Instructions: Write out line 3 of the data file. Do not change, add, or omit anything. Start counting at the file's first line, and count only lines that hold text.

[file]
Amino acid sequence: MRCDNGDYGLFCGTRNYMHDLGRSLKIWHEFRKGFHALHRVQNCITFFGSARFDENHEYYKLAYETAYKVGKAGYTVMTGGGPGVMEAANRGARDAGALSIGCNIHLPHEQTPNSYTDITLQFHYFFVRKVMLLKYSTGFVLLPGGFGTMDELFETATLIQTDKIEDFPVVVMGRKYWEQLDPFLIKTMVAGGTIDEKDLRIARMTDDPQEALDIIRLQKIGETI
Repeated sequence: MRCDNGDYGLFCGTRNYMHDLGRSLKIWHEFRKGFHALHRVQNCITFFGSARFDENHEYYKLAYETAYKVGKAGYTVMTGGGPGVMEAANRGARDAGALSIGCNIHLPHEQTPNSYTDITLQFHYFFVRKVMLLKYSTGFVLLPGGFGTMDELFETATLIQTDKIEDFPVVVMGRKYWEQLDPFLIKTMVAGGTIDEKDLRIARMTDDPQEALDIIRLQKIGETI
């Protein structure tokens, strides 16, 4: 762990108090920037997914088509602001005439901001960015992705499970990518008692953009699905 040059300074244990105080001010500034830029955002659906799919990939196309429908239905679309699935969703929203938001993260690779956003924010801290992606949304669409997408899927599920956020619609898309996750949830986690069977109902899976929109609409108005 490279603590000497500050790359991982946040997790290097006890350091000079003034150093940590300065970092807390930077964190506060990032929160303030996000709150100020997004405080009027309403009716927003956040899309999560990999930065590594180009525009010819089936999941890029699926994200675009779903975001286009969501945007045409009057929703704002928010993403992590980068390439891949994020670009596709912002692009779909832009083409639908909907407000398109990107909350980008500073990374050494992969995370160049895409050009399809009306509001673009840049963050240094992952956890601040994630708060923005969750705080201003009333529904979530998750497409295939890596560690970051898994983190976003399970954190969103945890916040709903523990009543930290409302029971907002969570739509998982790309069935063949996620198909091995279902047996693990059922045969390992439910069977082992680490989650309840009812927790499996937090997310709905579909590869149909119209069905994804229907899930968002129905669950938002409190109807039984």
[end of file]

């Protein structure tokens, strides 16, 4: 762990108090920037997914088509602001005439901001960015992705499970990518008692953009699905 040059300074244990105080001010500034830029955002659906799919990939196309429908239905679309699935969703929203938001993260690779956003924010801290992606949304669409997408899927599920956020619609898309996750949830986690069977109902899976929109609409108005 490279603590000497500050790359991982946040997790290097006890350091000079003034150093940590300065970092807390930077964190506060990032929160303030996000709150100020997004405080009027309403009716927003956040899309999560990999930065590594180009525009010819089936999941890029699926994200675009779903975001286009969501945007045409009057929703704002928010993403992590980068390439891949994020670009596709912002692009779909832009083409639908909907407000398109990107909350980008500073990374050494992969995370160049895409050009399809009306509001673009840049963050240094992952956890601040994630708060923005969750705080201003009333529904979530998750497409295939890596560690970051898994983190976003399970954190969103945890916040709903523990009543930290409302029971907002969570739509998982790309069935063949996620198909091995279902047996693990059922045969390992439910069977082992680490989650309840009812927790499996937090997310709905579909590869149909119209069905994804229907899930968002129905669950938002409190109807039984």